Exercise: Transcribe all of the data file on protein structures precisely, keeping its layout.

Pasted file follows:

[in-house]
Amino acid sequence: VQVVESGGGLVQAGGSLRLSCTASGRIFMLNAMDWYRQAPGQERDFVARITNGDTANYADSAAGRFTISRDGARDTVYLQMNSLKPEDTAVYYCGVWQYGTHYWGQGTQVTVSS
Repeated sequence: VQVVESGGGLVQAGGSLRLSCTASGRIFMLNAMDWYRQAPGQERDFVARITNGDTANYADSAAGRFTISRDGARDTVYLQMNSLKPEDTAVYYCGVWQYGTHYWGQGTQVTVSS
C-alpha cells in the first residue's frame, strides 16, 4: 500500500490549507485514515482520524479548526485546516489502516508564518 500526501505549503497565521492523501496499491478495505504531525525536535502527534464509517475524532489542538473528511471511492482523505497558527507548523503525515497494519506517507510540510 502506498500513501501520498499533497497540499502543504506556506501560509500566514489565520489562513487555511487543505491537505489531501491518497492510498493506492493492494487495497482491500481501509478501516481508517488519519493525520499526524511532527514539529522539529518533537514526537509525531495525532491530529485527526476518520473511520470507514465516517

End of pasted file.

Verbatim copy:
[in-house]
Amino acid sequence: VQVVESGGGLVQAGGSLRLSCTASGRIFMLNAMDWYRQAPGQERDFVARITNGDTANYADSAAGRFTISRDGARDTVYLQMNSLKPEDTAVYYCGVWQYGTHYWGQGTQVTVSS
Repeated sequence: VQVVESGGGLVQAGGSLRLSCTASGRIFMLNAMDWYRQAPGQERDFVARITNGDTANYADSAAGRFTISRDGARDTVYLQMNSLKPEDTAVYYCGVWQYGTHYWGQGTQVTVSS
C-alpha cells in the first residue's frame, strides 16, 4: 500500500490549507485514515482520524479548526485546516489502516508564518 500526501505549503497565521492523501496499491478495505504531525525536535502527534464509517475524532489542538473528511471511492482523505497558527507548523503525515497494519506517507510540510 502506498500513501501520498499533497497540499502543504506556506501560509500566514489565520489562513487555511487543505491537505489531501491518497492510498493506492493492494487495497482491500481501509478501516481508517488519519493525520499526524511532527514539529522539529518533537514526537509525531495525532491530529485527526476518520473511520470507514465516517